During the month of November, Black Lawrence Press authors Tracy DeBrincat, Jen Michalski, Adrian Van Young, Genanne Walsh, and Erica Wright are on board to critique your fiction.
Adrian Van Young has elected to take novels, novellas, short story collections, and individual stories under his wing. The fees and parameters for page lengths for each of these categories is as follows:
- Short stories, up to 20 pages in length, $45
- Shot story collections, up to 180 pages in length, $350
- Novellas, up to 100 pages in length, $250
- Novels, up to 300 pages in length, $700
All manuscripts should be double spaced and formatted in twelve point font.
The deadline to submit work for this
consultation program is November 30. The consultants will complete their work and respond to all participants by December 31.
Space in this program is limited, so please be sure to submit your work soon!
Adrian Van Young's Statement of Purpose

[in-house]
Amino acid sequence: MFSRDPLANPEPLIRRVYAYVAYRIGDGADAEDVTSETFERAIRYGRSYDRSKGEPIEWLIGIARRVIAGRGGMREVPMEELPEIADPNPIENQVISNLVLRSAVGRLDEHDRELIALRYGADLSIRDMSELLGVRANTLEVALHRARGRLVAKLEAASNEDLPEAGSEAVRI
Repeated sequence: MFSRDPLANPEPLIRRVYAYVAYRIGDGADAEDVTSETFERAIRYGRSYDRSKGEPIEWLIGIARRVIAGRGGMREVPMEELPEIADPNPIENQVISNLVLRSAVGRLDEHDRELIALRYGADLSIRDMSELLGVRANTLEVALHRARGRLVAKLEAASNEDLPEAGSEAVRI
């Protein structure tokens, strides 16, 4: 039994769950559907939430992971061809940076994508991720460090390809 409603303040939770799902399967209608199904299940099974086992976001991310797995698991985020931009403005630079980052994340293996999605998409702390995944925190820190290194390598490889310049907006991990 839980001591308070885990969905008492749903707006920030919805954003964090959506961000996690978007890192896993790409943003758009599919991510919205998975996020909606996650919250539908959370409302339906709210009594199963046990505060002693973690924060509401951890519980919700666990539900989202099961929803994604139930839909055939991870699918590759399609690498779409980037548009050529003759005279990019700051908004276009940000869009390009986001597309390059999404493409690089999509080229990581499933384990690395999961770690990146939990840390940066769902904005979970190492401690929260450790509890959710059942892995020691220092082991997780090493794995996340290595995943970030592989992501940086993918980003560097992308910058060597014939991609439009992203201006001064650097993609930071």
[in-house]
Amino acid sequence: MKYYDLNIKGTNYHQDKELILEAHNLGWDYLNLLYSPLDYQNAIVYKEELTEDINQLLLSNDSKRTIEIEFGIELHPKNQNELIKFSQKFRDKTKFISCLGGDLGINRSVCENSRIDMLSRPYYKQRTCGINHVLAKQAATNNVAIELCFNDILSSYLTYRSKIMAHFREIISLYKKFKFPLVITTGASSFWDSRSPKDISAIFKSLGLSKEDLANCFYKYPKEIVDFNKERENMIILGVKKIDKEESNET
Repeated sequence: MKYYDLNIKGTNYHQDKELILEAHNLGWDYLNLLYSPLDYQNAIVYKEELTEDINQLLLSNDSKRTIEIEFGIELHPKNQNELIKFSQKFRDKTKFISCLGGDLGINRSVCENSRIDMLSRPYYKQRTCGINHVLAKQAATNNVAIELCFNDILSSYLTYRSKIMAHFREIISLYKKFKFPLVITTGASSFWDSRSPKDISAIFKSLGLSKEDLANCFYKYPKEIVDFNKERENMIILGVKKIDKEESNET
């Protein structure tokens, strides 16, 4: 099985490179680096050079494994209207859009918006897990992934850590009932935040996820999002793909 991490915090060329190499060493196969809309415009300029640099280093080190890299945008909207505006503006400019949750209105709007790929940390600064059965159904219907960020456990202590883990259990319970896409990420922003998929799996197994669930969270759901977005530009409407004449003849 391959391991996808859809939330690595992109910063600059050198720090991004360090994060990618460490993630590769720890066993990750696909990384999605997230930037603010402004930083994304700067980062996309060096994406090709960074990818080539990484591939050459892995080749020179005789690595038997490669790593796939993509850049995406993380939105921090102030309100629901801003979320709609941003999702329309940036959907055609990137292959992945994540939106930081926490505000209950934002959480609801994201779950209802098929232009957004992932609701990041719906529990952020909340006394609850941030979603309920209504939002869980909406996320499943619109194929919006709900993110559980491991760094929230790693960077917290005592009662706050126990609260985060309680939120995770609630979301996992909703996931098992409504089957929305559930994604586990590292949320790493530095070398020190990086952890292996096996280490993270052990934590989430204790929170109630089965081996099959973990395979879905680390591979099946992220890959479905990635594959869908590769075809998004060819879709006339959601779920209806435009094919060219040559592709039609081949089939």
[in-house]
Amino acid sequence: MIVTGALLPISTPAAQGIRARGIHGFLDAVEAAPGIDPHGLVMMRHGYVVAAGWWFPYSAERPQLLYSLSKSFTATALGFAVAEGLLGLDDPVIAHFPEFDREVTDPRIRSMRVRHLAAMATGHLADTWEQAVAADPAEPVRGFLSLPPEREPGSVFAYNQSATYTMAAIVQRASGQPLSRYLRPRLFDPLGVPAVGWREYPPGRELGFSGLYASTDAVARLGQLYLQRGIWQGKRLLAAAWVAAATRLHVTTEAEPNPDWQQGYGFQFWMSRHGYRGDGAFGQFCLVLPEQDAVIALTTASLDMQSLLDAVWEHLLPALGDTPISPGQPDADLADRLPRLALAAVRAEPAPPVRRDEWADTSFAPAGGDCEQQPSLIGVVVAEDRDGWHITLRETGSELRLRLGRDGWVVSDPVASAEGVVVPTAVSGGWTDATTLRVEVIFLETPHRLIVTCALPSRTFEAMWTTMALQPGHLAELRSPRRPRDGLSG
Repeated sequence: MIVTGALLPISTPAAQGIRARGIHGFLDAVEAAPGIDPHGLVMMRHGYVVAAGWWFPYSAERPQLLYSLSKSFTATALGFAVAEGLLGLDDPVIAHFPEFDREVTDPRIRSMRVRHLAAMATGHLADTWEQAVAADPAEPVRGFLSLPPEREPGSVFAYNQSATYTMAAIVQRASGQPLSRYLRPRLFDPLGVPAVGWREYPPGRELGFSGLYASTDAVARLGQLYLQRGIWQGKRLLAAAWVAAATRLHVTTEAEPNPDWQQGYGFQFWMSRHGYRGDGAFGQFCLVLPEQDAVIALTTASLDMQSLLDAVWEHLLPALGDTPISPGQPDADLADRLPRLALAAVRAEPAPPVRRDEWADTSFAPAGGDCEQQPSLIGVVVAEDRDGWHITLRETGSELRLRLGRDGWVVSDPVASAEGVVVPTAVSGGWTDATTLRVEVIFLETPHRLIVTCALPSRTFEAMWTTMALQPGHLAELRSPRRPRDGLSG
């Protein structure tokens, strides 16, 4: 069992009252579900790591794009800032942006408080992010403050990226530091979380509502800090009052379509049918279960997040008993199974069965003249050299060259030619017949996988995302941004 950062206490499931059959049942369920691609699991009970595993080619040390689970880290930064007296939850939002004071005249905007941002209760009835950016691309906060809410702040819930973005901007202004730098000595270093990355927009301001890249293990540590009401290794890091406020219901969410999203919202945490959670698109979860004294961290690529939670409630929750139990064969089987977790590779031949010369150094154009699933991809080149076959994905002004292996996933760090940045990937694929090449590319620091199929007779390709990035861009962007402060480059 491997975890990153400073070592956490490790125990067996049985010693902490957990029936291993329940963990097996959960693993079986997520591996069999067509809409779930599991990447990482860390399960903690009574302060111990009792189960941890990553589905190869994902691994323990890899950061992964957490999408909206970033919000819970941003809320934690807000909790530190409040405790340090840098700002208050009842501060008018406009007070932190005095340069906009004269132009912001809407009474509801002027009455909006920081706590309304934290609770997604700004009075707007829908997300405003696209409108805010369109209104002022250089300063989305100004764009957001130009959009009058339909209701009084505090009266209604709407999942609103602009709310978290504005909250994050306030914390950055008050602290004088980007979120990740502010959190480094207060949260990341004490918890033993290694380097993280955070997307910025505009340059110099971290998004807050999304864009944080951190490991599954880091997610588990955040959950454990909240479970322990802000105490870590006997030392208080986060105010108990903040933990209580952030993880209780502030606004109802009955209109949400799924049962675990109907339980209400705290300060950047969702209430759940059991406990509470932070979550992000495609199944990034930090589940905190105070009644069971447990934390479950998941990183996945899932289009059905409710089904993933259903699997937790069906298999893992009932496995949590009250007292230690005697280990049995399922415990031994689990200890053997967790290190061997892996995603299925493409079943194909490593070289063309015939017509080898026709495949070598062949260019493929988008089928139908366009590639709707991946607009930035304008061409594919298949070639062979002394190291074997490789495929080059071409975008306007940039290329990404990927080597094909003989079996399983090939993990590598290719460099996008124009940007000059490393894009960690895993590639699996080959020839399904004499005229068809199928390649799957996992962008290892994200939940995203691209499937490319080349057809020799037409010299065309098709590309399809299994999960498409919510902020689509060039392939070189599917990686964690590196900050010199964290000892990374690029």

My philosophy of critique when it comes to fiction is to always approach the narrative on its own terms. Which is to say: I will never make the story into something it's not. My foremost goal as a critical reader of manuscript drafts is to help the story be the best kind of story it wants to be in the most efficient way possible. So, if you have written a piece of domestic realism with an epiphanal climax that tapers into falling action, I will not try and make it into a gothic historical story. What I *will* do is zero in on issues of characterization, atmosphere, genre, space-time issues, point of view and, particularly, structure and pacing (my specialties!) to facilitate what I believe to be the best mode of storytelling given the specific aims of the writer. I will also place a separate, heavy emphasis on plot and narrative entertainment which is what, after all, keeps a reader turning pages, something many writers sorely underestimate. But, a word to the wise: I am not into polish. I believe in radical revision, i.e. modifying and rearranging large sections of narrative, if called for. And I do this behind the logic that the more urgently and completely a manuscript is re-engineered over a series of drafts, the better it promises to be when the final one emerges.